Paid subscription audio streaming grew almost 9 times faster that free ad-supported audio stream last year. That's encouraging news for a music industry concerned with the revenue that streaming generates. Pandora's Glenn Peoples breaks down the stats.
By Glenn Peoples of Pandora
2016 figures show the U.S. music industry grew at a good clip thanks mainly to growth in premium streaming services. The results were released this week by BuzzAngle in its “2016 U.S. Music Industry Report” (download PDF here). Keep in mind these numbers represent consumption, not revenue.
Here are the metrics and trends that stand out:
Total consumption rose 4.9 percent. Total consumption, BuzzAngle’s equivalent of Nielsen’s “album equivalent units,” is calculated as album sales plus 1/10th of track downloads plus 1/1500th of track streams.
On-demand audio streaming growth is coming mostly from audio services, not video services, and mostly from premium services, not free services. Subscription audio streams grew 124.3 percent to ad-supported audio streams’ 14.3 percent growth. Subscription audio streams also outnumbered ad-supported audio streams by a 191.4 billion to 181.3 billion margin.
Total on-demand streams rose 41.2 percent. On-demand audio was the greatest growth contributor with a 82.6-percent jump. On-demand video streams increased just 7.5 percent. What’s more, on-demand audio streams swung from a 22.8-percent deficit to a 27.7-percent advantage over on-demand video streams. This suggests consumers are reacting positively to premium services.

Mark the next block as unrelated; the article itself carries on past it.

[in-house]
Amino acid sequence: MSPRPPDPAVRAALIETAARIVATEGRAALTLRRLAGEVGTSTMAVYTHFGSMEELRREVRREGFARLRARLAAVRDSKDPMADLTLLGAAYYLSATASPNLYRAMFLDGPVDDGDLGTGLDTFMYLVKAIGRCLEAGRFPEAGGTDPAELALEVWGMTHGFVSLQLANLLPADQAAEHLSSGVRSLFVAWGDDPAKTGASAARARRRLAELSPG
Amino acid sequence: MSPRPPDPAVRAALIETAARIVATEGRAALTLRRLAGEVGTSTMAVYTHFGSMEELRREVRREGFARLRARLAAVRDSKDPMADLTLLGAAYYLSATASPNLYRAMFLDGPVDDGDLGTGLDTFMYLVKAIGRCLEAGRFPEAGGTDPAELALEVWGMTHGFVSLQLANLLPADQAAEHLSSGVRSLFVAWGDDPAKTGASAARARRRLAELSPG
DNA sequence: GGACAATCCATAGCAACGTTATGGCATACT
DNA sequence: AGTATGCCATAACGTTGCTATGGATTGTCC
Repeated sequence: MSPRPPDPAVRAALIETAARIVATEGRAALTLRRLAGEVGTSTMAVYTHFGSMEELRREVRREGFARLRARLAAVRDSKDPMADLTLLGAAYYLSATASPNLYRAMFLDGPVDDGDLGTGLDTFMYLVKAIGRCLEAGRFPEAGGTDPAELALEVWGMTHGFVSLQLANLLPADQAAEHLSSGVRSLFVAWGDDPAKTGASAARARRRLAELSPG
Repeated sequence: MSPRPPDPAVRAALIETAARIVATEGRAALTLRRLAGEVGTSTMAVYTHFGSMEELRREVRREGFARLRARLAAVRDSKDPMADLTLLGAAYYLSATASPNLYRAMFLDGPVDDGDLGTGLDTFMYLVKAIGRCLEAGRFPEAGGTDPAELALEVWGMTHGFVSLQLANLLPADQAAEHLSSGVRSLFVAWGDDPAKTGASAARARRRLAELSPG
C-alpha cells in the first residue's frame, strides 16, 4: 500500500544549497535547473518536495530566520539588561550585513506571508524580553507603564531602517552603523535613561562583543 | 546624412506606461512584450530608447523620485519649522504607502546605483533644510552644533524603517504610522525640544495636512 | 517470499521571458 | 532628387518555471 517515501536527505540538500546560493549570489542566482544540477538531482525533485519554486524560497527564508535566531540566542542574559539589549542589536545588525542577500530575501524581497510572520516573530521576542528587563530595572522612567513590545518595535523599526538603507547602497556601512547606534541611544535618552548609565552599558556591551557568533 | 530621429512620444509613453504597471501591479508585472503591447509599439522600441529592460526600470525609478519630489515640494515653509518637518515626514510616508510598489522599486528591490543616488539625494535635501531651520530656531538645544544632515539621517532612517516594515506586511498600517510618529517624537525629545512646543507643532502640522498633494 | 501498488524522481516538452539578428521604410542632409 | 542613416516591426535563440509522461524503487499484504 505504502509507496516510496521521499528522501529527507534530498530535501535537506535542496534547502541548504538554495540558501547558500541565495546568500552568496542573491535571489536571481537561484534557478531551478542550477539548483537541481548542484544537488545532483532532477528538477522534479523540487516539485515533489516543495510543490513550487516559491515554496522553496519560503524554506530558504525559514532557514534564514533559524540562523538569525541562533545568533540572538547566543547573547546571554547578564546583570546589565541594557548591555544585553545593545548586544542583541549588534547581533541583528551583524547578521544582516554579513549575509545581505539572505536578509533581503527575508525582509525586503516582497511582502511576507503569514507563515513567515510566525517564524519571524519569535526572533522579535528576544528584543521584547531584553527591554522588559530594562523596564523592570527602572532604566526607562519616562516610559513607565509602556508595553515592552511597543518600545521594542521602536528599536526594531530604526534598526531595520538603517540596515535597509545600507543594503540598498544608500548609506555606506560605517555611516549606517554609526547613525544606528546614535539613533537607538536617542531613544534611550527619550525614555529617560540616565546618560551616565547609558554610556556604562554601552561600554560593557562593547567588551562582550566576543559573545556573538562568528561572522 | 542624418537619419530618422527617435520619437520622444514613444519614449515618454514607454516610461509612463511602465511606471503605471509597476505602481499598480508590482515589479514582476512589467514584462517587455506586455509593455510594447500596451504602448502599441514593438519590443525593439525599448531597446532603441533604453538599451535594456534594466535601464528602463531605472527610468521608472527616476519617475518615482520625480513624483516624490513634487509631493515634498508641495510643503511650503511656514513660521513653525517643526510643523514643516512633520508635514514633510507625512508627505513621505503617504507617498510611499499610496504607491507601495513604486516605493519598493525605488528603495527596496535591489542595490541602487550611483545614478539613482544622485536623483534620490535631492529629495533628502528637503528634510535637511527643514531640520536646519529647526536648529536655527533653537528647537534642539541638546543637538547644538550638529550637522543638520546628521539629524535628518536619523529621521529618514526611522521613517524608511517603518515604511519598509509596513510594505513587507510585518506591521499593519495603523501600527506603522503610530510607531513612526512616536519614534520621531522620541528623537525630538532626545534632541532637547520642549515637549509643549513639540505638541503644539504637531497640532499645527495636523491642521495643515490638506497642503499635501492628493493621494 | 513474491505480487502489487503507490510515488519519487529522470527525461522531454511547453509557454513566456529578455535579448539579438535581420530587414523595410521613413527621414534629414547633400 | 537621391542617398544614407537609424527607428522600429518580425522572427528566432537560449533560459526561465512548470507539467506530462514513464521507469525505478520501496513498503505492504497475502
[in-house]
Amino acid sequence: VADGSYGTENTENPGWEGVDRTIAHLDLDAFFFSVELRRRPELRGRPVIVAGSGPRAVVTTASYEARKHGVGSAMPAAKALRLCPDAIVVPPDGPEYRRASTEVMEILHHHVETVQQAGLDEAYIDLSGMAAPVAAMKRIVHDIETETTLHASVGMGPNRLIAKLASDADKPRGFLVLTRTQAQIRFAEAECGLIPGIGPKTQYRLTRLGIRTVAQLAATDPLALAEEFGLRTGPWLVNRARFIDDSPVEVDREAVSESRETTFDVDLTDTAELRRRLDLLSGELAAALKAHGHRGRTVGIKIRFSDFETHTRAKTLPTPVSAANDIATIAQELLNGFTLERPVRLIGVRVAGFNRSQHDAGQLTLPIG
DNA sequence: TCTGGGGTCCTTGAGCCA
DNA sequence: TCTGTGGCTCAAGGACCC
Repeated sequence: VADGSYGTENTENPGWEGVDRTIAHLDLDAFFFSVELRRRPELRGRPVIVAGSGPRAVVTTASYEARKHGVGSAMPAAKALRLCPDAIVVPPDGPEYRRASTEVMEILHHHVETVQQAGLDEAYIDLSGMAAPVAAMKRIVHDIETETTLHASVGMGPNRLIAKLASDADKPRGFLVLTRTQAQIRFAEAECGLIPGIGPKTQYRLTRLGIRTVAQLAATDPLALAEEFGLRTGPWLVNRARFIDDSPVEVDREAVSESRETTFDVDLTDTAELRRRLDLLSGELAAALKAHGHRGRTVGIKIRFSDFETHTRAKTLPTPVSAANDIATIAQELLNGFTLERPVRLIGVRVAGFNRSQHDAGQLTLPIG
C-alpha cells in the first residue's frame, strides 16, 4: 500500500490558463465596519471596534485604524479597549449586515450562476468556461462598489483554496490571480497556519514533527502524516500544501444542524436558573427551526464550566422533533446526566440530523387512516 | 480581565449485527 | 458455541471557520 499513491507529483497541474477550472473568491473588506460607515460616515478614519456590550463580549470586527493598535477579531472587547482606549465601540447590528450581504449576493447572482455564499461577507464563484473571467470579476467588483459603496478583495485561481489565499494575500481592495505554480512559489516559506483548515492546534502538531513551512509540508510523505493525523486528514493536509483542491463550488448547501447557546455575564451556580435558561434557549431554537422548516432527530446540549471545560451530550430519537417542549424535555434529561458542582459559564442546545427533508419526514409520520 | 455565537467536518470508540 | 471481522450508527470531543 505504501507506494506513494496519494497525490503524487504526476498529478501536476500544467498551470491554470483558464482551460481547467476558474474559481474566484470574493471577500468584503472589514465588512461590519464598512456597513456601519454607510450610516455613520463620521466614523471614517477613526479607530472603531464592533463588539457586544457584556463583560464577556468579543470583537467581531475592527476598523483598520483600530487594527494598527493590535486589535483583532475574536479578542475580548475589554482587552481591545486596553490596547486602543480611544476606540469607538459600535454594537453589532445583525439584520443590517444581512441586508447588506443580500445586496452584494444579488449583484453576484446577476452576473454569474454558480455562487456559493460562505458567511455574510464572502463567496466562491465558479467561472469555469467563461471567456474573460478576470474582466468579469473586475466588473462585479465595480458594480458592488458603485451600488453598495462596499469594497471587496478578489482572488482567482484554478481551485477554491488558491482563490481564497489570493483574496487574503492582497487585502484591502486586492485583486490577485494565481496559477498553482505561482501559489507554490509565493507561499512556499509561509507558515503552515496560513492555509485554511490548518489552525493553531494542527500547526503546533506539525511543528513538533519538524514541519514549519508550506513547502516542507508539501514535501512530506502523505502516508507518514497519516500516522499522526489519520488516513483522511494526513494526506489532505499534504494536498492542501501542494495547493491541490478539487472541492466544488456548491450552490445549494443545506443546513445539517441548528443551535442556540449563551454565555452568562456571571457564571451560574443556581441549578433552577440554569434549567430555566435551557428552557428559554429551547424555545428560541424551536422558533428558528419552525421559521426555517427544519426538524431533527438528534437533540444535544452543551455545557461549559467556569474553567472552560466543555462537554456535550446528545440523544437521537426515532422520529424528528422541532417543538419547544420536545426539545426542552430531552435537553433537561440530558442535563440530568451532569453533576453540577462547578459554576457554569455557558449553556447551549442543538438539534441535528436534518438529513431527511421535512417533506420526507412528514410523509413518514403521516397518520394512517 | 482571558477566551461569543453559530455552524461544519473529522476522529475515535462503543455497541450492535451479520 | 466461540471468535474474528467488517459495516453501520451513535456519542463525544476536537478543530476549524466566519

Purchases suffered a sharp yet predictable decline. Album sales declined 15.6 percent. Those album sales include physical albums, down 11.7 percent, and digital albums, down 19.4 percent. Vinyl sales, accounting for just 8.0 percent of total album sales, increased 25.9 percent. Purchases of single tracks, the format most exposed to the rise of streaming services, fell 24.8 percent.
Differences between genres became clearer. Urban, a combination of hip hop/rap and R&B, topped total song consumption and accounted for 30 percent of all streams but just 4.3 percent of album sales. Rock genres accounted for 34 percent of album sales—63 percent of vinyl sales—but just 6.7 percent of audio streams.
People are still streaming lots of old songs. New and release releases—releases eight weeks and older—account for 8.5 percent of streams but 20 percent of album sales. The most probable cause is the popularity of playlists and the prominence of catalog titles on playlists. To be fair, there are far more catalog titles than new release titles and each release period’s share barely budged from 2015. Even so, the 11.5-point gap between new releases and catalog streams suggests an opportunity to services to find more streams for new releases .